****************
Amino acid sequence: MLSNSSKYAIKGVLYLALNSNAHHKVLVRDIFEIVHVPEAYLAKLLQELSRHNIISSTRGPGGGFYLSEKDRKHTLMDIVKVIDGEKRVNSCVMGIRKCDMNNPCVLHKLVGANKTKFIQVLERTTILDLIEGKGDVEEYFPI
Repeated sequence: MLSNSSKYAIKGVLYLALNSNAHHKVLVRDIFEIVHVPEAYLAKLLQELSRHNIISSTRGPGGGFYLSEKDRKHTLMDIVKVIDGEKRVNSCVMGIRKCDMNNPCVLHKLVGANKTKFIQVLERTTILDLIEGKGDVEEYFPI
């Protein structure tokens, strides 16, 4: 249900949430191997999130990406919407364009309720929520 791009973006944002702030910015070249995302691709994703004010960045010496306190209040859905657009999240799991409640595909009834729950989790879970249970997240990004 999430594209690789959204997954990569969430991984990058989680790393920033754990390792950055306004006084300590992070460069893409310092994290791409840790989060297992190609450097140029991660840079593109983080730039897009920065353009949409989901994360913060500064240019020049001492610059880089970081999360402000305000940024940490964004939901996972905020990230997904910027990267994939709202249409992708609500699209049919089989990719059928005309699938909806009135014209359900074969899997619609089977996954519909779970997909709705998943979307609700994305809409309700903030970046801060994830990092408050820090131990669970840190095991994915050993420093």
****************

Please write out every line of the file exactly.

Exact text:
Amino acid sequence: MLSNSSKYAIKGVLYLALNSNAHHKVLVRDIFEIVHVPEAYLAKLLQELSRHNIISSTRGPGGGFYLSEKDRKHTLMDIVKVIDGEKRVNSCVMGIRKCDMNNPCVLHKLVGANKTKFIQVLERTTILDLIEGKGDVEEYFPI
Repeated sequence: MLSNSSKYAIKGVLYLALNSNAHHKVLVRDIFEIVHVPEAYLAKLLQELSRHNIISSTRGPGGGFYLSEKDRKHTLMDIVKVIDGEKRVNSCVMGIRKCDMNNPCVLHKLVGANKTKFIQVLERTTILDLIEGKGDVEEYFPI
């Protein structure tokens, strides 16, 4: 249900949430191997999130990406919407364009309720929520 791009973006944002702030910015070249995302691709994703004010960045010496306190209040859905657009999240799991409640595909009834729950989790879970249970997240990004 999430594209690789959204997954990569969430991984990058989680790393920033754990390792950055306004006084300590992070460069893409310092994290791409840790989060297992190609450097140029991660840079593109983080730039897009920065353009949409989901994360913060500064240019020049001492610059880089970081999360402000305000940024940490964004939901996972905020990230997904910027990267994939709202249409992708609500699209049919089989990719059928005309699938909806009135014209359900074969899997619609089977996954519909779970997909709705998943979307609700994305809409309700903030970046801060994830990092408050820090131990669970840190095991994915050993420093």